How the Role of Women in Family Economic Security Has Changed

Growing labor force participation, increased earnings strengthen household finances 

Mother sitting with her child at a computer.Getty

In the early 1970s, 43 percent of all women were wage earners. Today, nearly 6 in 10 women are working for pay.

On April 15, lawmakers from North Dakota and Pennsylvania, along with the National Foundation for Women Legislators, held a conference call about women’s economic mobility. Experts from The Pew Charitable Trusts’ financial security and mobility project presented findings from our 2015 analysis “Women’s Work: The Economic Mobility of Women Across a Generation,” which examined how changes in women’s participation in the workforce have affected families’ financial stability and the economic prospects of future generations.

As more women, and especially mothers, entered the labor force during the past 40 years, upward economic mobility—movement up the economic ladder over time and across generations—increasingly became a family enterprise. The Pew study compared mothers’ earnings with those of their adult daughters and found that, at every rung of the economic ladder across generations, women’s median wages rose by at least 50 percent. 

Today, adult daughters working full time contribute more than half of families’ incomes, with coupled daughters supplying 45 percent and single daughters supplying 81 percent, strengthening financial security. In addition, daughters’ higher hours worked are associated with increased rates of upward family earnings mobility, especially for those at the bottom and middle of the earnings ladder.

However, despite women’s significant generational gains, they continued to earn less than men, and at every rung of the earnings ladder women earned less than men did more than 30 years ago. This dynamic exists in part because women are more likely to take time out of the labor force when they have children, work part time or not at all, and dominate lower-wage sectors of the economy. As a result of these and other factors, men’s labor force participation and wages remain the most important elements for boosting couples’ incomes.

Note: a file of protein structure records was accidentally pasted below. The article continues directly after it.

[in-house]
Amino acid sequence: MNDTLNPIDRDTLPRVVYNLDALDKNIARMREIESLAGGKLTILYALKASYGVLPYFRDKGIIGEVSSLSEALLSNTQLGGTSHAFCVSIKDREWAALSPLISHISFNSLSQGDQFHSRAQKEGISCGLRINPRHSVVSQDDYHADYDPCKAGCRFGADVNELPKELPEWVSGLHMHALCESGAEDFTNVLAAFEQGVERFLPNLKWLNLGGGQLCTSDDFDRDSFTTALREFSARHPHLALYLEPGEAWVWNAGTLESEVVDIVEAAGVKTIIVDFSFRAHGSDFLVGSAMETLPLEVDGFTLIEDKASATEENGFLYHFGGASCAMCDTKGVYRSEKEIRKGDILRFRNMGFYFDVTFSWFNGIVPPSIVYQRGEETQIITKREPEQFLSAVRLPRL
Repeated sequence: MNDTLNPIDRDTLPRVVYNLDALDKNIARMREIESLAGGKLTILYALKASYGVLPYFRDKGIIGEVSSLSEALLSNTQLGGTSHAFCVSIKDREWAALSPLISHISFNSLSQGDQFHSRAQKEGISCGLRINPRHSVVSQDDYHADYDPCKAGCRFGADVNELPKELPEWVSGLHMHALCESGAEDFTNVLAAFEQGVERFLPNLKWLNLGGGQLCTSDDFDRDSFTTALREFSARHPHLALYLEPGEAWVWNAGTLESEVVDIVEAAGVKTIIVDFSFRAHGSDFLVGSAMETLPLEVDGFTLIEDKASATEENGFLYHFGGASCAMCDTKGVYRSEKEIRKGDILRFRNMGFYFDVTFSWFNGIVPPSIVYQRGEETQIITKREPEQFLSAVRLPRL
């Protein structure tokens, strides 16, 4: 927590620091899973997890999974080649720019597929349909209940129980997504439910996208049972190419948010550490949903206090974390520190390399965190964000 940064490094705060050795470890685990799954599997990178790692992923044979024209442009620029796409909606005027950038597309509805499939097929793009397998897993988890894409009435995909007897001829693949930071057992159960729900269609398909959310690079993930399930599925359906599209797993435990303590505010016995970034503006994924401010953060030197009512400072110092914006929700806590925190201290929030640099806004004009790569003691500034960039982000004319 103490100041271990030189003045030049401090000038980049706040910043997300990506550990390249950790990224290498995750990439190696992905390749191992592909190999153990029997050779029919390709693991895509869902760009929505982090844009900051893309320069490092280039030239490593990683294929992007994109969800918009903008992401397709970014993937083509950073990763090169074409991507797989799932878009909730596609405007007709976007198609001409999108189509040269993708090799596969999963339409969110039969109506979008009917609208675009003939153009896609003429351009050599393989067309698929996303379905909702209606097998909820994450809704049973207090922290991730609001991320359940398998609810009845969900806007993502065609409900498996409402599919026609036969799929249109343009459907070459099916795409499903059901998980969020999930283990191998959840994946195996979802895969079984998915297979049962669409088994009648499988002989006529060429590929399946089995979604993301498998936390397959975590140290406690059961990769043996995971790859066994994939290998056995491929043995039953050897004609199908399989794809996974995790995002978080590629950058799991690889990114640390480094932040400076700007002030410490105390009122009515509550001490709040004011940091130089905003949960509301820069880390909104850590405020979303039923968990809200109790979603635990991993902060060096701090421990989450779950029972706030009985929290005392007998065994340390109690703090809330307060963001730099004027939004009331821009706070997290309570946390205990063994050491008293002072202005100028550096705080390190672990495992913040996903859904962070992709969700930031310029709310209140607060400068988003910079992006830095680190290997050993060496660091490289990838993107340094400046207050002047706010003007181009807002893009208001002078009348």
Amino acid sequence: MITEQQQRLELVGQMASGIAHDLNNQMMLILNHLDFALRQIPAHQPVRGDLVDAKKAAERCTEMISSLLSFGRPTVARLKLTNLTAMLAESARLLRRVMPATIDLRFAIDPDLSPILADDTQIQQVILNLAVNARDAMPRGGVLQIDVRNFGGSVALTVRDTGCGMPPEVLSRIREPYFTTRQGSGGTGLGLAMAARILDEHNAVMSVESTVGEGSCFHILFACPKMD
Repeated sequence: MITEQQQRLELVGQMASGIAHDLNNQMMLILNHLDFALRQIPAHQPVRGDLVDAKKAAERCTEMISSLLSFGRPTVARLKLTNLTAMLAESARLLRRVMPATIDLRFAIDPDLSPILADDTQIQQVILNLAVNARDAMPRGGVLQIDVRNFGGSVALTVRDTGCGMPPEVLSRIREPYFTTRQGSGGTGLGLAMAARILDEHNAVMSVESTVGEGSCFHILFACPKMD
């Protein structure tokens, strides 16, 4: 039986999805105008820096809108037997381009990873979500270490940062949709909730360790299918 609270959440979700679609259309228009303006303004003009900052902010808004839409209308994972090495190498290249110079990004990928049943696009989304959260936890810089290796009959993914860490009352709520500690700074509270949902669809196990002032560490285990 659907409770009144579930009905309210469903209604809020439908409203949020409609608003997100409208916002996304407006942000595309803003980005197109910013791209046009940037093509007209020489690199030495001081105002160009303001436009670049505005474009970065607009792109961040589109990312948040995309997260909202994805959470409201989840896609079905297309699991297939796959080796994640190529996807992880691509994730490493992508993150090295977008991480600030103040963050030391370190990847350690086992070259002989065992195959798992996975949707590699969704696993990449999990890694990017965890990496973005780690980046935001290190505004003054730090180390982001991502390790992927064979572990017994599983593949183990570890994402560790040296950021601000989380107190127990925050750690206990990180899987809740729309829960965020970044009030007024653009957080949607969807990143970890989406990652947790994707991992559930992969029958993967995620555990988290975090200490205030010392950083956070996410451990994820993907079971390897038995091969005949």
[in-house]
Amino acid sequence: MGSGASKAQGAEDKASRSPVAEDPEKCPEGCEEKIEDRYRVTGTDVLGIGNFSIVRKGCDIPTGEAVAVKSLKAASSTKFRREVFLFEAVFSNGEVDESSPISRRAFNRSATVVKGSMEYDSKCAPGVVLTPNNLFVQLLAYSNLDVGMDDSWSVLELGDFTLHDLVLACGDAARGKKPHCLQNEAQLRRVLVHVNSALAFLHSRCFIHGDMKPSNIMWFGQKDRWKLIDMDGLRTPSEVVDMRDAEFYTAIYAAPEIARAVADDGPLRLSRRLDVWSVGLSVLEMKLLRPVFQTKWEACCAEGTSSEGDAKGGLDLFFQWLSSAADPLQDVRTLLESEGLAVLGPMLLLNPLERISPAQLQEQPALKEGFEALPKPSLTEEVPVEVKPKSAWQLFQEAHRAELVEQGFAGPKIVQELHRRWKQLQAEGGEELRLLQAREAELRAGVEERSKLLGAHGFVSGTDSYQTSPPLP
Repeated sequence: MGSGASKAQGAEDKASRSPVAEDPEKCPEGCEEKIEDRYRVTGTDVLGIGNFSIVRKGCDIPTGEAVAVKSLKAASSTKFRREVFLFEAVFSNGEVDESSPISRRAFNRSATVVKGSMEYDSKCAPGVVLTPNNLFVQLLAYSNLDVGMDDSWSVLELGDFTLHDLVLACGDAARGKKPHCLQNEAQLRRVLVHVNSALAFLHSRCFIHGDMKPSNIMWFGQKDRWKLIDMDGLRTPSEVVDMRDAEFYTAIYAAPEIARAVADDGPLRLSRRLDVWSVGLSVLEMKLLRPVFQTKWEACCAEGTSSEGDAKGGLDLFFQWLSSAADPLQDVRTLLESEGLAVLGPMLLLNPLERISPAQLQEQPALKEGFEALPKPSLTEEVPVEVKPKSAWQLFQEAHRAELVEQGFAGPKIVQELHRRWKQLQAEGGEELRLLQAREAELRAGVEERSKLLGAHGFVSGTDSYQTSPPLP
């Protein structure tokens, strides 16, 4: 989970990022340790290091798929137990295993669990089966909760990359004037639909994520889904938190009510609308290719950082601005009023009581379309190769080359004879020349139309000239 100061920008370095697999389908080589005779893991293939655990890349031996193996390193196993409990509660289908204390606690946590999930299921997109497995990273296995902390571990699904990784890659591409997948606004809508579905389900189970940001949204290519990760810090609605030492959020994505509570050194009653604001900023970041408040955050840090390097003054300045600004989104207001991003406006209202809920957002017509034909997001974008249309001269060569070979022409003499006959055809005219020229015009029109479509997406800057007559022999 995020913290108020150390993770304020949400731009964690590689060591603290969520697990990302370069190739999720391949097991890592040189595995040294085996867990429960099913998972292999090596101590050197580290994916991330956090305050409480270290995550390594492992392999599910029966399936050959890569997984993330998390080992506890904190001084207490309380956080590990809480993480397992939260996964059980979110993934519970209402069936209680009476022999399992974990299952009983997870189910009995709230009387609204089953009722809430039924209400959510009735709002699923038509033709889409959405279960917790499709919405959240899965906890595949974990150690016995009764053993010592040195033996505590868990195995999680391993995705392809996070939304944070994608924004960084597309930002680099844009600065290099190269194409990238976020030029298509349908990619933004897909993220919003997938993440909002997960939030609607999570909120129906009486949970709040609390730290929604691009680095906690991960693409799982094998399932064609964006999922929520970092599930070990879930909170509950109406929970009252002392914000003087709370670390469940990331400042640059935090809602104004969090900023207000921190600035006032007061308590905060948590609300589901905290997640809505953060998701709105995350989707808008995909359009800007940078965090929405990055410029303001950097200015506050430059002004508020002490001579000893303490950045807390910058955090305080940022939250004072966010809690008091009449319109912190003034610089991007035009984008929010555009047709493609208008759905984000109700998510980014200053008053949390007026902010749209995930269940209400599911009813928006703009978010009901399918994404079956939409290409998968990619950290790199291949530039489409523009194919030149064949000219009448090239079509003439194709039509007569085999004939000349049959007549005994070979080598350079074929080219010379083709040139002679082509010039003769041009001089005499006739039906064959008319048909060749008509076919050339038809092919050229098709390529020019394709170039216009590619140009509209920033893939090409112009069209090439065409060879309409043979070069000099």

And what do these findings mean for the future of family financial security and mobility? Women are now entering and graduating from college at higher rates than men, and today’s youngest female workers are earning wages more on par with their male peers than ever before. Additionally, during the Great Recession, men experienced significantly more and longer unemployment than women did, making women’s earnings even more critical for buoying their families’ economic well-being.

In light of these findings, the state legislators on the call asked about the future of women’s wages. Pew staff pointed to the study’s conclusion: “By all estimates, women’s wages will continue to grow in importance for their families, and this fact makes greater wage parity all the more critical for financial security and mobility.”